Episodes from family history are valuable on several levels. They can be informative, offering a window into how life used to be and what was considered noteworthy. They can be sentimental, illustrating the thoughts and emotions of family members who may not have shared freely. And they can be instructive, presenting examples of solving problems and reminding us that some issues haven’t changed that much.
We last visited the family of Mike Burdick, a Gordian Advisors partner, in 2012 when we reviewed the detailed expense journal of his grandfather from 1919. Let’s fast forward to an excerpt from the oral history of Allan Burdick, Mike’s father.
In June of 1949 we left Berkeley – four of us now – with our PhD, driving the old Ford (Odetta, one-damned-thing-after-another) to take up our first real job, Assistant Professor of Agronomy at the University of Arkansas in Fayetteville.
We completed the trip without incident and began to settle down. My father had told me, or maybe it was my grandfather Allan who told me, “When you go to a new town to live you need a banker, a lawyer, an insurance agent, and a realtor – first thing.”
I went to the First National Bank to open an account, borrow a bit of money I could easily repay and get some financial advice. I hoped I might meet an officer of the bank. The man who helped me said he was “Buck” Lewis. He told me a few things about the town, told me how to handle my checking account, told me to get a lawyer and write a will, get some (term) life insurance to cover my new salary and financial obligations, rent a place to live – check it out with a certain real estate agent – look around for permanent housing, and meet him at the Episcopal church next Sunday.
We did as we were told. The Rector, Marcus Lindloft, met us at the door. He pulled me over, gave me a handful of bulletins and told me to usher. He said Buck Lewis wanted to see me – and identified Buck as President of the bank!
Between his father and grandfather it’s easy to see how Mike came to manage his own finances well and transition to financial planning. Allan was pretty progressive in referring to “we” and “our first job” rather “I” and “my”, acknowledging that his wife and two children were as much a part of the trip and job as he. And the subsequent meetings at church led to the title of the excerpt, “Becoming an Episcopalian”.
The financial advice, though, is particularly timeless. Some solid advice on managing a checking account may seem elementary but not staying on top of income and expenses is a sure path to wasting money and a cascade of costly problems. Basic estate planning is critical with young children, and better to have an experienced local attorney so family has support in the event of an emergency. Renting is the best way to become well acquainted with an area in a personal way rather than on others’ recommendations, and a home can later be purchased with more information and confidence. It is particularly surprising that Buck recommended term insurance, the most cost effective way of covering expenses and replacing lost income over a specific number of years, at a time when more expensive types of insurance were the norm. Underpinning it all is the idea of establishing relationships, a valuable aspect that has gone missing from much of current finance and commerce.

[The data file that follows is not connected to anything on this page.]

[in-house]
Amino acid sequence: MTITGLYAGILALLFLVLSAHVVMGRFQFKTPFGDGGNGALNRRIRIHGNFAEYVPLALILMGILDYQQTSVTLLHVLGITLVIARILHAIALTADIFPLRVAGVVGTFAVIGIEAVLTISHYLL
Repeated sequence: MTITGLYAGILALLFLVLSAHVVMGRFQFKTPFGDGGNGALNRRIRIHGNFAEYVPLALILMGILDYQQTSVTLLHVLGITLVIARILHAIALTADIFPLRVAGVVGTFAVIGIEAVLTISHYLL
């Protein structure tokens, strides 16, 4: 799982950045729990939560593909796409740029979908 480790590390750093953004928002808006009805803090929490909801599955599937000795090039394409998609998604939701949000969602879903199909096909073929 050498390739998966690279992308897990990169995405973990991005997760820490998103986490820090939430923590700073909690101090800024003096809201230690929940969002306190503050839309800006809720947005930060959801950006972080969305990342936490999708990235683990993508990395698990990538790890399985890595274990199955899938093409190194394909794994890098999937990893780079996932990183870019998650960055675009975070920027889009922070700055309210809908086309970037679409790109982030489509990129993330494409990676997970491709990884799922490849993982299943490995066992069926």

One thing that has changed dramatically is the nature of financial services. Most banks now are focused on “cross-selling” multiple financial products, including insurance and real estate services, rather than referring to unrelated providers. While convenient, these products and services may not be the most cost-effective or appropriate and it is incumbent on the consumer to do his own due diligence. Sadly, today that friendly financial services provider may not be as sincere and genuine as Buck Lewis.
So, there you have the tried-and-true recipe for financial success – manage income, institute appropriate estate planning, evaluate insurance needs, and establish relationships with trustworthy experts. Don’t get sidetracked or confused by complicated strategies. And whether through a church or other groups, get involved in the community.